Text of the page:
When I was younger, I used to think that Entertainers and Athletes made absurd amounts of money and felt that it was unnecessary. As I grew up and took a few business classes, including economics, I realized that there is a reason to the madness. I decided to write about this subject because although David and I are still moving through the Minor Leagues, and the pay at these levels are a fraction of what you make in the Major Leagues, we aspire to be part of the elite. Honestly, there is a part of you that feels guilt for having the opportunity to make more money than 99% of Americans, but there is also an overwhelming feeling of gratitude for being able to make a difference through your successes.
Fortunately, David and I are on the same page about how we would like to use our newfound fortune for good. Note, that I am forced to speak in hypotheticals at the moment because David and I are still fighting for a position on a Major League roster – and yes, “He” shall be “WE,” because behind every great man is a great woman. 😉 I found this amazing article that explains why athletes are not overpaid better than I ever could and it is included below. There are a few things however, that I would like to address prior to concluding. When you think that athletes have it sooooo easy, here is a list of things to remember from an insider’s perspective:
1. They are just one injury away from losing their entire career.
2. They have to spend nearly half the year away from their families.
3. When their wives have children in-season, they get a maximum of three days off to spend with their newborn.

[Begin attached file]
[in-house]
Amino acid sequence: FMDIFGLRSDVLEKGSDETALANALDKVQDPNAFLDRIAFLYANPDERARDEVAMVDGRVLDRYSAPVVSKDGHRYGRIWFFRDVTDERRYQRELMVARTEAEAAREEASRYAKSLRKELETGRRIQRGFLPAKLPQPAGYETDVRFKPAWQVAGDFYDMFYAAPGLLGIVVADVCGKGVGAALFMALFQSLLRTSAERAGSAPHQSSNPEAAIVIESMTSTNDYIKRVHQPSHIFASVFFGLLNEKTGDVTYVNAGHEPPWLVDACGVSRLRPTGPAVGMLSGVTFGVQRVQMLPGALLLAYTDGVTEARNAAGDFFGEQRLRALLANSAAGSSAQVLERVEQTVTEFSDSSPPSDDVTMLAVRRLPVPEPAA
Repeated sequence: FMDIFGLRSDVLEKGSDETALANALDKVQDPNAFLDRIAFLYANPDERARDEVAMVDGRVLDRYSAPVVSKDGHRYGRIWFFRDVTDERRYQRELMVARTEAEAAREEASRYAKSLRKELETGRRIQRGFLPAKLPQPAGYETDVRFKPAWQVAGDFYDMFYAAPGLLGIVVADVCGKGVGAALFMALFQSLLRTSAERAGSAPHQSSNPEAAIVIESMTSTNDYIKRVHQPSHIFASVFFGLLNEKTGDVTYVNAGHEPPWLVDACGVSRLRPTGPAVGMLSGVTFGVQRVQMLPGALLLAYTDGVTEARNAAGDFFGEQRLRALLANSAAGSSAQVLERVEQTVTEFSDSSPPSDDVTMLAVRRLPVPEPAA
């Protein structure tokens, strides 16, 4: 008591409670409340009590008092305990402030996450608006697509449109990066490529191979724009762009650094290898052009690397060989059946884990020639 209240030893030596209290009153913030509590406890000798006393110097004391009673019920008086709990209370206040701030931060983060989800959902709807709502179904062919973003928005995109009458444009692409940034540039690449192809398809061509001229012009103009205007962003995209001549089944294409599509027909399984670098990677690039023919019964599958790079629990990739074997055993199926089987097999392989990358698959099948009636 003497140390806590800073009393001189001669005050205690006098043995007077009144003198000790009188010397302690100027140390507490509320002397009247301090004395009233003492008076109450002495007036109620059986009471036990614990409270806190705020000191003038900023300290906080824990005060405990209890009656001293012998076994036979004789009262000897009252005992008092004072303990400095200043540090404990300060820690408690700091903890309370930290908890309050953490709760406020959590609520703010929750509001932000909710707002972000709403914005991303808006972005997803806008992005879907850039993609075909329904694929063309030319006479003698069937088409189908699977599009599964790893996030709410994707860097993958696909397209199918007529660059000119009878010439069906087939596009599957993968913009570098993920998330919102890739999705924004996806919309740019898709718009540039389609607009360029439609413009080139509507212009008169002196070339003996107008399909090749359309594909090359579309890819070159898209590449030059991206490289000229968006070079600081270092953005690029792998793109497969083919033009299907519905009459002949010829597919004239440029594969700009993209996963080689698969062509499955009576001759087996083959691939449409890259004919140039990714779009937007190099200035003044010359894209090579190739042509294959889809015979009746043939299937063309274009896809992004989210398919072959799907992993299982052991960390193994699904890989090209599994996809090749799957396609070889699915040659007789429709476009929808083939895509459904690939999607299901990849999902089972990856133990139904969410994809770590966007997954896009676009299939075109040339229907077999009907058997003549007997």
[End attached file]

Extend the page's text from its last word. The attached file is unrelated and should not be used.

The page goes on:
4. Their careers last an average of 10 years depending on the sport. Most will be required to retire before the age of 33.
5. Nearly 80% declare bankruptcy and divorce after retirement – The unfortunate reality of a MAJOR life change.
6. Living a life in the spotlight isn’t always welcome. Athletes just want to do what they love, the celebrity is a byproduct and not necessarily sought after.
7. Sacrifice, sacrifice, sacrifice….the entire family of an athlete has to make sacrifices in order to see their husband/father/son fulfill his highest aspirations.
8. Nearly all athletes have a charity that they raise money for and often do hundreds of community service hours yearly.
Above are merely a few snippets of the REALITY that is living the life of a professional athlete. Sure, there is a lot to love and much to enjoy, but don’t ever forget that money doesn’t buy happiness. What must truly fulfill these athletes is the love for what they do, philanthropy and ultimately faith. For it is those that find consolation in these things, that live fulfilled lives beyond the playing field.
And now here is the article that I mentioned above (note salaries have changed since this was written):
Created on: February 22, 2011
“In my opinion, professional athletes are paid what they deserve. Many may say that firefighters, law enforcement, teachers, and all those that are a necessity for society should be paid like athletes. With the utmost respect, I believe that they should not be paid any where close to what athletes make. I’m not saying that these people that help keep society running aren’t deserving of a better salary; by all means, they are perhaps the people that deserve it the most, but there is just not enough money being generated to specifically support them.